This rite was the first group ritual involving my Black Doll. It was one of many performed by a group of Chaos Magicians from around the UK who met in an old church building that had become an arts centre in Norwich, on the May day bank holiday weekend of 2001. We dubbed the venue “St Baphomet’s church of Chaos”. }8)
The rite was designed by myself and Jaq D Hawkins, and its purpose was to cast a permanent enchantment which weakened the authoritarian structure and fed the anti-authoritarian underground. We were playing a card game known as Magic the Gathering at the time, and were inspired by the Subversion card from that game…
There was a slightly vampiric theme to this, but that appealed to our sense of humour because we’d recently been accused by a local group of ‘natural magicians’ of being psychic vampires. Accordingly we adopted a gothic vampiric aesthetic into the rite. We were also inspired by the Discordian idea that an ‘age of bureaucracy’ lasts for 73 cycles or until it reaches a paper shortage, whichever comes first. 😀
We opened and closed the rite using a banishing ritual we wrote for the ritual which we called the ‘Alchemical Banishing’. It went as follows:
- Salt was sprinkled around the magical space, whilst the group meditated in silence.
- Indoor sparklers were lit to represent Sulphur, whilst the statement of intent was read aloud.
- Incense was lit and wafted around the group in a censor to represent Mercury, whilst we chanted a mantra to invoke the black doll, which was held aloft and shaken like a rattle.
- I representing those oppressed by the aeon of bureaucracy stripped naked and knelt in the centre of the group, whilst Jaq brandished a leather flogger.
- To induce sadomasochistic gnosis through pain, I was flogged 73 times representing the cycles of the age of bureaucracy, but alchemically transforming this pain into strength to charge a vampiric sacrament. This was a strange concoction of blackcurrant juice fortified with iron and possibly some other things to make it resemble the consistency and taste of blood.
- We then all shared in this sacrament.
- We then repeated the chant whilst the black doll was rattled and more incense was wafted around the group to represent that we were still in the gnostic magical state of Mercury.
- Salt was sprinkled around the group in silence to manifest our intent.
Okay, time for a light hearted analysis of the stages of alchemy using cooking as an analogy. I don’t intend to enter the debate of whether cooking IS or ISN’T alchemy, as an article by Gordon on ‘Rune Soup’ did, because I value E-Prime and consider such arguments essentially a meaningless waste of time that achieves nothing.
Instead I intend to look at the three main stages of the Great Work, Nigredo, Albedo and Rubido. In this article I concentrate on the Nigredo. From the wikipedia article on Nigredo:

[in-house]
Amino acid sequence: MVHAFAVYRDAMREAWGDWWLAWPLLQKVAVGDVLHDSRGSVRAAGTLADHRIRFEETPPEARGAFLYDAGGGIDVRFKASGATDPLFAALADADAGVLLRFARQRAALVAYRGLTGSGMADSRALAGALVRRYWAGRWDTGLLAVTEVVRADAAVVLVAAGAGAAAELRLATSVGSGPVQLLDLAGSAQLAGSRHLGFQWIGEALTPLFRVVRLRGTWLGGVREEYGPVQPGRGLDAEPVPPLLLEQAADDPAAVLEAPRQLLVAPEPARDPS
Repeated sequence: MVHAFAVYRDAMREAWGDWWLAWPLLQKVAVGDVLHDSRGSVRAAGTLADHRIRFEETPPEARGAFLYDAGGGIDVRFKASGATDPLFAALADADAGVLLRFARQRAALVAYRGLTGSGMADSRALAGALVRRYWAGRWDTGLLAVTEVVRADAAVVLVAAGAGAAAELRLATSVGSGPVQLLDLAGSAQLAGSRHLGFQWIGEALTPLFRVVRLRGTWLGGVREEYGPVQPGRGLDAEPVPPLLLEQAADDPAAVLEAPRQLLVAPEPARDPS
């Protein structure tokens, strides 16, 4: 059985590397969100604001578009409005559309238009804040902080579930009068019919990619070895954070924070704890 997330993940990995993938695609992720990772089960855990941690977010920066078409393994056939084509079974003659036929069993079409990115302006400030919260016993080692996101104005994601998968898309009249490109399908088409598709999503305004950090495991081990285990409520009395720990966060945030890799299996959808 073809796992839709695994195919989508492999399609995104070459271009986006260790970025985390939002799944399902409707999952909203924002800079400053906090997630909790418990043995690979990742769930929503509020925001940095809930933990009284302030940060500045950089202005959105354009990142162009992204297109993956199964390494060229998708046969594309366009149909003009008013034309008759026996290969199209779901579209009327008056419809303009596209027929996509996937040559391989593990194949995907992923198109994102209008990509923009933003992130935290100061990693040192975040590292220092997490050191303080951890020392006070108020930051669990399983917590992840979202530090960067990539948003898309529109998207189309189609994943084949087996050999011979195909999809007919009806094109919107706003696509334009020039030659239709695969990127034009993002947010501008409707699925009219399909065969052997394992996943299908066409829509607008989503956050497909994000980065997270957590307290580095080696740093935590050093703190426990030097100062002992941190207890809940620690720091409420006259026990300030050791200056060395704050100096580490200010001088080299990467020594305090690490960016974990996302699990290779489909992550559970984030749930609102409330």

Nigredo, or blackness, in alchemy means putrefaction or decomposition. The alchemists believed that as a first step in the pathway to the philosopher’s stone all alchemical ingredients had to be cleansed and cooked extensively to a uniform black matter.
When we approach cooking for the first time, and I mean real cooking, not just sticking some pre-made thing in a microwave, grill or oven, I mean making things yourselves from raw ingredients, we will inevitably make mistakes and burn our food to a cinder. Hell we might still do that with pre-made dishes too. I remember a time an office I was working had to be evacuated because some bright spark left his microwave curry on for too long causing the fire brigade to pay an unexpected visit. No, I was not that bright spark. I did once melt a plastic tray over a chicken because I didn’t realise it wasn’t microwave safe though…
No, it doesn’t look pretty, it tends to disappoint and you can end up choking on too much smoke, but burning things to a state of crispy blackness, exploding things and filling rooms up with the resulting fumes pretty much sums up the nigredo stage of alchemy.
Why? Well to start with the alchemist in this stage lacks knowledge of themselves, and their subject. They need to experiment and make mistakes. They need to try things out, get dirty and basically let loose and have fun. Discover themselves. Some experiments will of course end in smoke, coughing, blackened faces, inedible black lumps and disaster, but others will go alright, some even delight. Through this process of the black work, we discover ourselves, as cooks, alchemists or pretty much anything else really. We face our fear of the unknown, break through the barriers of ‘I am not (good at) this’ and ‘I don’t know if I can do this’ with the battering ram of ‘I will have a go anyway’, and open up whole new experiences of life for ourselves.
Hopefully all the fun of the black stage doesn’t become too addictive, and the alchemist/cook begins to avoid repeating their errors over and over and becomes more familiar with how to achieve those things they truly desire. When they begin to understand that, they progress to the albedo…